I find a useful way to think about specific heat is this:
How much heat does the substance contain at room temperature? If it contains a lot of heat, adding or subtracting a small amount of heat will not make much of a difference. However, if it only has a little energy, removing the same amount will make a big difference, causing it to to cool or heat quickly.
Salt/ sugar water contains less heat than water, so it cools and heats quickly.
The ions "trapping" water molecules plays a role, but there is another, more simple explanation: the dissolved substance also physically gets in the way. Imagine a bunch of children running around in a space. Now imagine you added some rather fat people at random spots. The children would bump into them, and slow down.
Roughly speaking, heaver substances have a lower specific heat, take a look at this graph: http://periodictable.com/Properties/A/SpecificHeat.html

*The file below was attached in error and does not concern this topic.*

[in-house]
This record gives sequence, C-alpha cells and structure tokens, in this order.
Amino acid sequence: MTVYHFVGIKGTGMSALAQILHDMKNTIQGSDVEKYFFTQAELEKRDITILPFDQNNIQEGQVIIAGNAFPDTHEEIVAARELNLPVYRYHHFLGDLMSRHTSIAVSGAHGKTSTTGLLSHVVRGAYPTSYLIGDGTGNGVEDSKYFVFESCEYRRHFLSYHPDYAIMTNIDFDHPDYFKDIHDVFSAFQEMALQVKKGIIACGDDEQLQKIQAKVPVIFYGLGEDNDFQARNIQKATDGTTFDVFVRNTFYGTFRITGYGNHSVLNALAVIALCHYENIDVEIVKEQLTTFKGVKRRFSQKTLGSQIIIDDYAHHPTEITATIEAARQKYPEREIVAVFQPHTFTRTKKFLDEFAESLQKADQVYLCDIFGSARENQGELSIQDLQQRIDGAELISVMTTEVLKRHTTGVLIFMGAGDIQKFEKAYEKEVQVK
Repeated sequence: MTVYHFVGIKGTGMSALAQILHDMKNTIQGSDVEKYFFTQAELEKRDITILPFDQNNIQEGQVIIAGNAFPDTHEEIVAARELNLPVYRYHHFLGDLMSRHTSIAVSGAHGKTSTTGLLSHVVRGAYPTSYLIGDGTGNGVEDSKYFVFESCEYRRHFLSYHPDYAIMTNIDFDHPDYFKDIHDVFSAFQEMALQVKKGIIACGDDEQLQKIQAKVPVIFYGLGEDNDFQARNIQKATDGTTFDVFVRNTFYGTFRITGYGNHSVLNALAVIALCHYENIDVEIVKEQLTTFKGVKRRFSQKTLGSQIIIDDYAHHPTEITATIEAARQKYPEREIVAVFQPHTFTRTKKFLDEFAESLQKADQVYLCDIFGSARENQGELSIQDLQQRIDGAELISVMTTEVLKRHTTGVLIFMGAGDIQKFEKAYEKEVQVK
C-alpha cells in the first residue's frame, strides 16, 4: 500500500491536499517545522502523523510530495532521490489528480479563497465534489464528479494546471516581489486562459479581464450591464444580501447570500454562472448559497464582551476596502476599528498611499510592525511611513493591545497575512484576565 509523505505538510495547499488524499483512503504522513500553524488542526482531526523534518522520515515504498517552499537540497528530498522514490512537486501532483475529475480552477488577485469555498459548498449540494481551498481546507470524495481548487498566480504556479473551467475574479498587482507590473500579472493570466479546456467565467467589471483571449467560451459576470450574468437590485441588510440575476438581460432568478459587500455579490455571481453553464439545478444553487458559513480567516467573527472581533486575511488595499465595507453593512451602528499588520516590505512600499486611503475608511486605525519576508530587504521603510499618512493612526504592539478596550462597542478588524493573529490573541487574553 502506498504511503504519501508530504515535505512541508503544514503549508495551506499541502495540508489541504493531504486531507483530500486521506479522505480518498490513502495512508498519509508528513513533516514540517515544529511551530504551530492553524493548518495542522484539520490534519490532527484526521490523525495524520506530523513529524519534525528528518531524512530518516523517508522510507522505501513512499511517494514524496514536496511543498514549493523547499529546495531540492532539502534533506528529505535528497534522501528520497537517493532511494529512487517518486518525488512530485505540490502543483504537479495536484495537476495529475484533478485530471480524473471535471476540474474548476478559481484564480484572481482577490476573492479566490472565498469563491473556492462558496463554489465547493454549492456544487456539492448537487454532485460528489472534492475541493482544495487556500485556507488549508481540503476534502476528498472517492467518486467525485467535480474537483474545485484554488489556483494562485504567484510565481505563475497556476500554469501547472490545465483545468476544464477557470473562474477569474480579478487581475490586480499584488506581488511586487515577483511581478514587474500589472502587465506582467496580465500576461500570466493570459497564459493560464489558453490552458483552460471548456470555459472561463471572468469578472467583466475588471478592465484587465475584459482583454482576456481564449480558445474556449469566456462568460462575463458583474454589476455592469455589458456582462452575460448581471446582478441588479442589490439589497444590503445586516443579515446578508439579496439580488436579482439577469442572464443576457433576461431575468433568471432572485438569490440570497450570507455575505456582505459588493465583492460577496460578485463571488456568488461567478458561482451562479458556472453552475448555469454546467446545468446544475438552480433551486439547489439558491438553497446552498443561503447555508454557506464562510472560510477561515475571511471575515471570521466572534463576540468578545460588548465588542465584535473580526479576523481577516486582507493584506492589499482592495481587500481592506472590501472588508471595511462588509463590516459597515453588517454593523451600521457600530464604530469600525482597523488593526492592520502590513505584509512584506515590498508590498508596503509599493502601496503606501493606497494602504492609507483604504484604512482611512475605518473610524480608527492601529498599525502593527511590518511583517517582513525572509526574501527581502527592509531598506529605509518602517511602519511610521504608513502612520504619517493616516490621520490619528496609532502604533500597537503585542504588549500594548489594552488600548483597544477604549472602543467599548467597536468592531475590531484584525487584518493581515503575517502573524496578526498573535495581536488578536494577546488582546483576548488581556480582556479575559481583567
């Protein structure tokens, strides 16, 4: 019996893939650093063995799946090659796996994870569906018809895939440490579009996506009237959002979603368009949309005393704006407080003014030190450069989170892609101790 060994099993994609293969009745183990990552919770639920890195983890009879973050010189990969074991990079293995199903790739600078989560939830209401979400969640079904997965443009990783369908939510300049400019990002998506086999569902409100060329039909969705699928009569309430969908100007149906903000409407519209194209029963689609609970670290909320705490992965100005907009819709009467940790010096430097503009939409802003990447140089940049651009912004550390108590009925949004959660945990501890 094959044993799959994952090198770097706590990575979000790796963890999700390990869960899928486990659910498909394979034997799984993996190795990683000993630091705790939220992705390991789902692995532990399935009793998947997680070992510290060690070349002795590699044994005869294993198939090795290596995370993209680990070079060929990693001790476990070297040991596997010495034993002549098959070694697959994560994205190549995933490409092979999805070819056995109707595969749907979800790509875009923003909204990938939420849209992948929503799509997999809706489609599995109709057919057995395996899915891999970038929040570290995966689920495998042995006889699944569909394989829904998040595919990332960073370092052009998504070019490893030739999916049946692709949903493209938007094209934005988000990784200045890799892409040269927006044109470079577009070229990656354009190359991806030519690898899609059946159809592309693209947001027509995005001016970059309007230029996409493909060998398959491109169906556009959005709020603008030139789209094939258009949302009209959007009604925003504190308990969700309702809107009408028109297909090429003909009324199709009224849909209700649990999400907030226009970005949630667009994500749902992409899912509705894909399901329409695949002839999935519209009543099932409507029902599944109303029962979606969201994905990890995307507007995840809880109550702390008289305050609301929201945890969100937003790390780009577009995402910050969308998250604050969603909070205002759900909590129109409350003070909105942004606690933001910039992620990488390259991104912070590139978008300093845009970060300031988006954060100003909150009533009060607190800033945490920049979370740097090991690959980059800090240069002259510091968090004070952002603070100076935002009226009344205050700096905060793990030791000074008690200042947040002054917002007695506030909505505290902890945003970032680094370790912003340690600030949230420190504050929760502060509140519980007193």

The more massive molecules move more slowly, hence less energy, hence, adding or subtracting energy is a big deal. However, this explanation is simplified. If heavy molecules moved at a speed proportioned to their mass, they could still move in the same pattern as light ones. However, they don't. Everything else being equal, heavier molecules are bigger, which means they run in to each other more. Its not actually the speed but the size that is most important.
Final answer: Salt and sugar water have large molecules in them that slow movement.